The Cancer Center at the Salk Institute for Biological Studies was established in 1970 under the leadership of Robert W. Holley. Holley, alongside H. Gobind Khorana and Marshall W. Nirenberg, pioneered the interpretation of the genetic code and its function in protein synthesis—for which the trio received a Nobel Prize in Physiology or Medicine. In 1973, the Salk Cancer Center became one of the first National Cancer Institute (NCI)-designated basic research cancer centers in the United States. This designation recognizes the Institute’s rigor across its laboratory research, scientific discoveries and therapeutic cures. Today, the Salk Cancer Center is led by Reuben Shaw, PhD.
The Salk Institute has a long history of scientific breakthroughs, beginning with its founder Jonas Salk who created the first polio vaccine. A Founding Fellow at Salk, Renato Dulbecco (1914-2012) won the Nobel in Physiology and Medicine in 1975 for discovering how tumor viruses promote cancer via genetic changes. His work set the stage for much of the cancer research being done today. Another Salk Founding Fellow, Leslie Orgel (1927-2007), studied nucleotides, the building blocks of nucleic acids like RNA and DNA. He developed a way to make a chemical called cytarabine (Ara-C) that is used as chemotherapy for several types of leukemia.
The Salk Cancer Center continued to see a meteoric rise in its prominence in cancer research under the leadership of Walter Eckhart who took the reins as director in 1976—a role he would hold for more than three decades. Eckhart’s studies of tumor virus genes that stimulate cellular growth signaling pathways, allowing the cells to divide continuously, led to the development of drugs that inhibit the growth of cancer cells.
During Eckhart’s tenure, he recruited future Salk Professor and Cancer Center Director Tony Hunter. Hunter would go on to discover a process called tyrosine phosphorylation that goes awry in many human cancers. This discovery revolutionized cancer medicine and led to the development of several innovative cancer therapies including Gleevec, Iressa and Tarceva. In fact, Gleevec is included on the World Health Organization (WHO)’s Model List of Essential Medicines and transformed several types of leukemia from fatal cancers into manageable chronic conditions. Currently, 39 tyrosine kinase inhibitors are FDA approved for cancer therapy, with many more currently clinical trials.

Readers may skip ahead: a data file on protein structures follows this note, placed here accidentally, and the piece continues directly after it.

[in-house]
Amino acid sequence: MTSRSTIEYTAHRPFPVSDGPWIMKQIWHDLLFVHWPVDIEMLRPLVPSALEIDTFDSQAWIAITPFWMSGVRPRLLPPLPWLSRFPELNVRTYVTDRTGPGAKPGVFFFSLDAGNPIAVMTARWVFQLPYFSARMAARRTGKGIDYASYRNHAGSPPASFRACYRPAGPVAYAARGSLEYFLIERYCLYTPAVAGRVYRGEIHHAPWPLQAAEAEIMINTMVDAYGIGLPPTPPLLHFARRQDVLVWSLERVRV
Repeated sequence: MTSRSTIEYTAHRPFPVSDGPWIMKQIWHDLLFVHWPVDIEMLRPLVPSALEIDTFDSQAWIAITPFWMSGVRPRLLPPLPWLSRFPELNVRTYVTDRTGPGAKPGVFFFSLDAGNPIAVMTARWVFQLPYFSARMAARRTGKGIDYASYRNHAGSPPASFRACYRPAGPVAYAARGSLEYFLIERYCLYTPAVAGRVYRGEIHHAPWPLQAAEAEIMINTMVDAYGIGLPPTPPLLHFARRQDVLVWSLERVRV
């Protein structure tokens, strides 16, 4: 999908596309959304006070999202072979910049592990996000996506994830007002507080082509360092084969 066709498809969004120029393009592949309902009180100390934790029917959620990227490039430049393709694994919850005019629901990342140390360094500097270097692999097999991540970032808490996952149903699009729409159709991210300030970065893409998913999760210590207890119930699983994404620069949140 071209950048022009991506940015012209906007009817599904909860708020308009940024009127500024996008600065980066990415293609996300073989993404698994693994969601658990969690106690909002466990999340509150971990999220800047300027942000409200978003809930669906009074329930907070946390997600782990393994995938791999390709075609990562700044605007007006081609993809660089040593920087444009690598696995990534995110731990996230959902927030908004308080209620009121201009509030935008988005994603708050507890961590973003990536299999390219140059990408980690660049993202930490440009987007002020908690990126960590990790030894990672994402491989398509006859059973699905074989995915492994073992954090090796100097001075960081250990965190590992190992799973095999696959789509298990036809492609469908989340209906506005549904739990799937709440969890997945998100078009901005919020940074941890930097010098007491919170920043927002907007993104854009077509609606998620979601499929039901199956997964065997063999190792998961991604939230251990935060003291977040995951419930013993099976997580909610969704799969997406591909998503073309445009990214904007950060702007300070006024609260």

Under Reuben Shaw’s leadership, the Salk Cancer Center comprises over half of the research at Salk. Primarily focused on two distinct programs (Genome Stability, Epigenetics, and Aging in Cancer; Tumor Immunology, Metabolism, and Therapeutics), Salk Cancer Center’s research continues to break down the boundaries that have traditionally limited the scope and efficacy of cancer medicine. Thanks to partnerships such as the San Diego Cancer Centers Council (C3) and others, Salk is positioned to be at the forefront of cancer breakthroughs—until a cure is found.
Past and Present Salk Cancer Center Directors
Other Salk Cancer Center scientific breakthroughs in the past decade include:
- Ronald Evans’ discovery that a synthetic form of vitamin D can create vulnerabilities in pancreatic cancer, improving the effectiveness of chemotherapy. This strategy is currently being tested in five clinical trials.
- Reuben Shaw’s discovery of an energy-sensing “starvation” pathway that links metabolism to cancer and shuts down cell growth when nutrients are scarce. Shaw’s work led to testing of Metformin, a type 2 diabetes drug, and Metformin analogs in clinical trials for various cancers.
- Clodagh O’Shea’s development of cutting-edge synthetic oncolytic adenoviruses to target different features of tumors.
- Susan Kaech’s discovery, while investigating models of melanoma and lung cancer, that stimulating the CD40 receptor on immune T cells can suppress tumor growth.
- Jan Karlseder’s discovery of how the dysfunction of telomeres sensitizes tumor cells to combinations of Taxol derivatives and PARP inhibitors.
- Tony Hunter’s discovery of a new form of protein modification called histidine phosphorylation. This is often altered in cancer and may present an effective target for treating certain forms of the disease.
In addition to research, the Salk Cancer Center maintains active graduate and postdoctoral education and training programs. In conjunction with UC San Diego’s Division of Biology, Salk conducts a joint graduate program in which highly talented individuals are able to partake in collaborative, interdisciplinary training that will give them the practical skills and experience needed to broaden career their career opportunities while also conducting transformative scientific work.
Salk’s Conquering Cancer Initiative, a roadmap to the future of cancer care, will further empower our world-renowned cancer research team to transform therapy. Salk’s researchers will combine foundational biological research with advanced biomedical technologies to overcome hard-to-kill cancer types including lung, breast (triple negative), pancreas, colorectal, and melanoma. The knowledge and therapeutic approaches that emerge from these efforts will provide a powerful set of tools to treat a broad array of other cancers. Our hope is that current generations will be the last to see cancer as anything other than a diagnosis.